10/25 Welcome to the Cubs, Theo
Here’s Theo Epstein’s opening statement from Tuesday’s press conference introducing him as the Cubs’ new president of baseball operations and below, some notes:
“I was so fortunate to spend a decade in the Red Sox organization and I consider myself very, very lucky to be a Cub today,” Epstein said. “It truly is an honor and a privilege to join such a special organization. To me, baseball is better with tradition, baseball is better with history, baseball is better with fans who care, baseball is better with ballparks like this, baseball is better during the day and baseball is best of all when you win. That, ultimately, is why I’m here today.
“With this ownership and this fan support, I firmly believe we can preserve all those things I just mentioned that make the Cubs so special and over time build a consistent winner, a team that is playing baseball in oct reg and a team that will ultimately win the World Series,” he said. “That does not happen over night and it certainly does not happen because of any one person. Over time, together, we will build a solid foundation that delivers sustained success to the Cubs.
“Building a foundation for success also means creating a winning culture at the big league level,” he said. “Our fans deserve a clubhouse full of players who are proud to wear the Cubs uniform and who are passionate about winning as they are. … We’re going to have to grind our way to the top and we must do so together. It will be a lot of work. The good thing is we are ready and we are hungry. As I mentioned earlier, when we do achieve that sustained success and ultimately win a World Series, it will not happen because of any one person, it will happen because of all of us.”
* Epstein has talked to manager Mike Quade, and wants to meet with him face to face. Quade is signed for next year.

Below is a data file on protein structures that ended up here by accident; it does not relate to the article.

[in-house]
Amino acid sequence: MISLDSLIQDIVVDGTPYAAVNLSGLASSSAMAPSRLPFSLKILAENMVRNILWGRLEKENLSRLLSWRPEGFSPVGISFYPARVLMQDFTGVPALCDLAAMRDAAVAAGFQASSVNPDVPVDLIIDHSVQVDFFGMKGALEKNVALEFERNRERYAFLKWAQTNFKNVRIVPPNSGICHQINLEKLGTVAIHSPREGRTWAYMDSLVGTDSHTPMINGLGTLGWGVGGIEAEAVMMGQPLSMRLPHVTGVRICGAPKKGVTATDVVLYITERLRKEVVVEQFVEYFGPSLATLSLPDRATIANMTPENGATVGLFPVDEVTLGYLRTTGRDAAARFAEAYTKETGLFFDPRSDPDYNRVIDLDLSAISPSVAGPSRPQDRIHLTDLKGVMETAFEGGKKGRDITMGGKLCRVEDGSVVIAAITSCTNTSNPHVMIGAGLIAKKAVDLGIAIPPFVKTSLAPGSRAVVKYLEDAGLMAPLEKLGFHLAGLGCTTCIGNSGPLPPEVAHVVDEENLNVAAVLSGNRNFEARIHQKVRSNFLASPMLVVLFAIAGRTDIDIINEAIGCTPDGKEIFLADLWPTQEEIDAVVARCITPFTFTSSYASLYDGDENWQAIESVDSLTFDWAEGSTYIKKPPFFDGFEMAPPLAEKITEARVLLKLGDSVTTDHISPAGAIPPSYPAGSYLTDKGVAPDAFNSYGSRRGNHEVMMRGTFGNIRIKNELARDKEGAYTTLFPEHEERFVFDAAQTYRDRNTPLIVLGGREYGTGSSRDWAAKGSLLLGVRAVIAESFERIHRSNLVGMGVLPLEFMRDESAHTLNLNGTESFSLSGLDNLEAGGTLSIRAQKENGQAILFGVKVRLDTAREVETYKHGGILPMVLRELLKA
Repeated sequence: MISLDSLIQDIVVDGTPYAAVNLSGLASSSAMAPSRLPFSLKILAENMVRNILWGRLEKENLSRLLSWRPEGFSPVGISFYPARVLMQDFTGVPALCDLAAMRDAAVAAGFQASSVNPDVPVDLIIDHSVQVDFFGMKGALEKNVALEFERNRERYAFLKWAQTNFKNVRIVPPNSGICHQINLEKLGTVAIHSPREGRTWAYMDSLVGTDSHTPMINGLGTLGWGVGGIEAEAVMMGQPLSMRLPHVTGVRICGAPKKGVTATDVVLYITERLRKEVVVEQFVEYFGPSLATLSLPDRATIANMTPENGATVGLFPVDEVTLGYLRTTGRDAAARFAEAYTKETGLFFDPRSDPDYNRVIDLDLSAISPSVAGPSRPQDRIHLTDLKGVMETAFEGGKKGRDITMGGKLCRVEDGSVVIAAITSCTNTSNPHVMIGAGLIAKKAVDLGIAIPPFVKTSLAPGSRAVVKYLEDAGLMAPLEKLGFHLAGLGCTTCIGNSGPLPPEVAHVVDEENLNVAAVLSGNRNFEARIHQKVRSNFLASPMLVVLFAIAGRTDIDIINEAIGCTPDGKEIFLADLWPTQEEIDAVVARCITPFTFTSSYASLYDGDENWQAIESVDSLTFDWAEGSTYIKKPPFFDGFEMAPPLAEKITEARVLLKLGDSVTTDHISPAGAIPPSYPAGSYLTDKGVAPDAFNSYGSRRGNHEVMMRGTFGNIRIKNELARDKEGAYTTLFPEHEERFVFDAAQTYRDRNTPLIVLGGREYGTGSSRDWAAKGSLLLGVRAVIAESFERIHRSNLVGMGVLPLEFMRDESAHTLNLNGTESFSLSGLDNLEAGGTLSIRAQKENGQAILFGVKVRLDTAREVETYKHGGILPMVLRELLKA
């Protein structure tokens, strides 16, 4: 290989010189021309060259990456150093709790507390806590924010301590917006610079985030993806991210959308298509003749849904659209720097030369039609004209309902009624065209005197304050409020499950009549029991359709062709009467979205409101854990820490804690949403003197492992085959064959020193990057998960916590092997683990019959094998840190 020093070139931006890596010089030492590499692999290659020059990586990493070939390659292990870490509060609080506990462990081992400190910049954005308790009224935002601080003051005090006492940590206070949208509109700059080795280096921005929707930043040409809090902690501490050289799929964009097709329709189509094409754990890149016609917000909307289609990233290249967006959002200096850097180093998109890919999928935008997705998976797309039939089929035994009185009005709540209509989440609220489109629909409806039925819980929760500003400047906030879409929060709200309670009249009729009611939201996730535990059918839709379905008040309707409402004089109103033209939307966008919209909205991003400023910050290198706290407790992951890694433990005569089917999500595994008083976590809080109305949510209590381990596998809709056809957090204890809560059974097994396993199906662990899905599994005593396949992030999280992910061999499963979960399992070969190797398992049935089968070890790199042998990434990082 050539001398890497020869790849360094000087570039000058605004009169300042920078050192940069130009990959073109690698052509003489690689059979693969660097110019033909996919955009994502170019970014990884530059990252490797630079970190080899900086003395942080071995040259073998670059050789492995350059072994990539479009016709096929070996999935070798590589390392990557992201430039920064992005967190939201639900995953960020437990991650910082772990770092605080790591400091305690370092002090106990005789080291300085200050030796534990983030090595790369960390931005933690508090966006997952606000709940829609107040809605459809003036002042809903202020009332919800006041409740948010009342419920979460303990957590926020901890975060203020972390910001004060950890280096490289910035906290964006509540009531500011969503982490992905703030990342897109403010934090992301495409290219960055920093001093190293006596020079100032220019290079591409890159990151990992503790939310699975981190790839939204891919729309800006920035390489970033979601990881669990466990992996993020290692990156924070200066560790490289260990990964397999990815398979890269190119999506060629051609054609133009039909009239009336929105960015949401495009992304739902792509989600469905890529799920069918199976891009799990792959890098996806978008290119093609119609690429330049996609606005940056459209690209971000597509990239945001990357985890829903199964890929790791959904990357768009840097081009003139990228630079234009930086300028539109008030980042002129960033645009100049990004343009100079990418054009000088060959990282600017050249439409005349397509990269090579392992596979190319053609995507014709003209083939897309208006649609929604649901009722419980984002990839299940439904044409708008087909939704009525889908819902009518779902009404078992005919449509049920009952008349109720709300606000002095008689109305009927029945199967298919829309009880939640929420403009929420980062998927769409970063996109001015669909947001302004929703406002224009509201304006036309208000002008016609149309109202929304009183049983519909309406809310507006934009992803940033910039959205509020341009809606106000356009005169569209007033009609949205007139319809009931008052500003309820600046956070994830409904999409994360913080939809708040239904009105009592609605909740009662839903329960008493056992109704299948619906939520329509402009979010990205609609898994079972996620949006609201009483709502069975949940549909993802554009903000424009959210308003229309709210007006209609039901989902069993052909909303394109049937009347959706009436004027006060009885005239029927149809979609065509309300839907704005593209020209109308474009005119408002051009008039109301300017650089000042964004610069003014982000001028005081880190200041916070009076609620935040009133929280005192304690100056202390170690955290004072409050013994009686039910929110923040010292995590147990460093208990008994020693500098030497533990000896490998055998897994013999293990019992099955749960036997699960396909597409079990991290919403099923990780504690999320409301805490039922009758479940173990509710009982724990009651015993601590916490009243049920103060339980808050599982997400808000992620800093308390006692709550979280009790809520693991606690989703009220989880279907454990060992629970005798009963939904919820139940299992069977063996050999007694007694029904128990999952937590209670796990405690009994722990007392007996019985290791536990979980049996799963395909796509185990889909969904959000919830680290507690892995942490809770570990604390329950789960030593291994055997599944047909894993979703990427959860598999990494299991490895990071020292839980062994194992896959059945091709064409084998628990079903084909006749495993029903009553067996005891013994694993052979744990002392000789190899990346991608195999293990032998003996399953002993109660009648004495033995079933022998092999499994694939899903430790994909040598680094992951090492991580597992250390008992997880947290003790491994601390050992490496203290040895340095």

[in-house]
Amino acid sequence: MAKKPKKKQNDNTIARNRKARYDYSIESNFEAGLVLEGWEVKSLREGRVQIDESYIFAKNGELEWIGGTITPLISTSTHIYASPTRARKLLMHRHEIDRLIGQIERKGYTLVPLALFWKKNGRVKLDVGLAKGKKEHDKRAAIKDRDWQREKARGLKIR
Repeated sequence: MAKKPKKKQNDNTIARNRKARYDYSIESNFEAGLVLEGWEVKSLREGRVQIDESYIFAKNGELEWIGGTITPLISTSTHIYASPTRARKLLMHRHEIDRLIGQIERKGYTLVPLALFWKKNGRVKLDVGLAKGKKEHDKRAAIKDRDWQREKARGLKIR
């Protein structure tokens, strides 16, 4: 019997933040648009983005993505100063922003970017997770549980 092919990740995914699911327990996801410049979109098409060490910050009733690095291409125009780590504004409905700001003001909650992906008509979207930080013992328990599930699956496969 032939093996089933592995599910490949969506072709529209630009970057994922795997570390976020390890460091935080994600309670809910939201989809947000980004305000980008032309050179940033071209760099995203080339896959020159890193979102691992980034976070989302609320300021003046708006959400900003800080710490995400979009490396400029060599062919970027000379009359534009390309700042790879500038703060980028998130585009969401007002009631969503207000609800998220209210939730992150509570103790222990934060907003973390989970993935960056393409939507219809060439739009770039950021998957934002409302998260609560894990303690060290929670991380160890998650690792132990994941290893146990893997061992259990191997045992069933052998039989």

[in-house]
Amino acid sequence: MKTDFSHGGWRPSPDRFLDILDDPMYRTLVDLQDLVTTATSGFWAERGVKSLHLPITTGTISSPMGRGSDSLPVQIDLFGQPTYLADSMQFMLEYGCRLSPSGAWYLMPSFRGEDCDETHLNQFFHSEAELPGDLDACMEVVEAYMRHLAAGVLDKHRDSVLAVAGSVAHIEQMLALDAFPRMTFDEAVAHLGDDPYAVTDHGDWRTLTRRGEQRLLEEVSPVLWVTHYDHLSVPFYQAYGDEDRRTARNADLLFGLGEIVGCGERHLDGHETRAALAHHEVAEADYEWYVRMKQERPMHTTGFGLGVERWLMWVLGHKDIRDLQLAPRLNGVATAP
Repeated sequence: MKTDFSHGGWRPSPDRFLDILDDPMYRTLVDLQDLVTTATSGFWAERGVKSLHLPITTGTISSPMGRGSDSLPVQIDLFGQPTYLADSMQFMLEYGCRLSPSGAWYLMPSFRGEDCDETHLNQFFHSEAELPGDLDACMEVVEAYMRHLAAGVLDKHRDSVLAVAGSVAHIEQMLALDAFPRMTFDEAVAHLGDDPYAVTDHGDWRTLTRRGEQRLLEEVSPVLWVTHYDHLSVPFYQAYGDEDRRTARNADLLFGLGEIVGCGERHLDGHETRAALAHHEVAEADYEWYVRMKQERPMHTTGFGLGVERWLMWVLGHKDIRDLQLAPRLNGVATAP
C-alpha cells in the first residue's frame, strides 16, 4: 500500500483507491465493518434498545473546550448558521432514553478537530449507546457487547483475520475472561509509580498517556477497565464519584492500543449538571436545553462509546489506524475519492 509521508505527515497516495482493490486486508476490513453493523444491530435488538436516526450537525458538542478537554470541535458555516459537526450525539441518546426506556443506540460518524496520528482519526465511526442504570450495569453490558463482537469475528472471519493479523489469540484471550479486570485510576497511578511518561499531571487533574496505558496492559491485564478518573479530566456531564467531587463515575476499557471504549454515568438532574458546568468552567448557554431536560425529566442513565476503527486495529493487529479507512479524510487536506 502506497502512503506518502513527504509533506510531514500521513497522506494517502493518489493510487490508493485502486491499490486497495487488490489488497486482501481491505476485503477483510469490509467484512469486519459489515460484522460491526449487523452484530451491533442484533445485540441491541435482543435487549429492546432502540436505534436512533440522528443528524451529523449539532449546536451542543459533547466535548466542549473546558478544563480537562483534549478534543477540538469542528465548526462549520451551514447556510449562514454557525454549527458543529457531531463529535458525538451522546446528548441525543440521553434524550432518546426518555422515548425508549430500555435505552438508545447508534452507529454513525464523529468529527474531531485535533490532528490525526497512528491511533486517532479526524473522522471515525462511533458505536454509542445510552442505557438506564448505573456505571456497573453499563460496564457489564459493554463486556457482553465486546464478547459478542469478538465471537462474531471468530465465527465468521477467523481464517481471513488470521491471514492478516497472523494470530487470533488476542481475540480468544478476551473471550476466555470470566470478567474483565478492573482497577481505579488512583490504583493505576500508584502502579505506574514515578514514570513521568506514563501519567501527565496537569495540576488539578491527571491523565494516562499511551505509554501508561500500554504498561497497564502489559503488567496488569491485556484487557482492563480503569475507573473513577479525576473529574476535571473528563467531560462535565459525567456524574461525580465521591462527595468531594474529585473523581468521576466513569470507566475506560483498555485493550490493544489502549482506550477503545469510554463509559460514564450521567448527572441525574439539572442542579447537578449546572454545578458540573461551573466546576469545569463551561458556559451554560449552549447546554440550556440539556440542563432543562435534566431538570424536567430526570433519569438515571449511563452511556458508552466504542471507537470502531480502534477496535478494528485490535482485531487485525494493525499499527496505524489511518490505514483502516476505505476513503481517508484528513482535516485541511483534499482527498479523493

“The most important first step is I need to get to know Mike Quade better,” Epstein said.
* He did not have any contact with the Cubs until Tom Ricketts called to ask permission to interview Epstein. Ricketts consulted with 20 people and examined all the teams before pursuing Epstein, and said he knew after 10 to 15 minutes of their first conversation that Epstein was the right person.
*They are still negotiating regarding a general manager. Whoever is hired would rn the Major League team on a day to day basis. The goal, Epstein said, is to build a “foundation for sustained success.”
* His parents told Epstein that from the age of two, he would watch baseball games on TV, and played Whiffle ball games in Central Park, New York. He didn’t move to Boston until he was four years old.
“It was my passion from an early age,” he said.
His mother says that by the age of 12, Epstein had decided he wanted to work in baseball.
* What about curses?
“I don’t believe in curses, and I guess I played a small part in proving they don’t exist from a baseball standpoint,” he said. “I do believe you can be honest and up front about the fact that certain organization hasn’t gotten the job done and hasn’t won a World Series in a long time. That’s the approach we took in Boston. It wasn’t a curse, it’s just that we hadn’t gotten the job done.”
The Red Sox ended an 86 year drought when they won the World Series in 2004.
— Carrie Muskat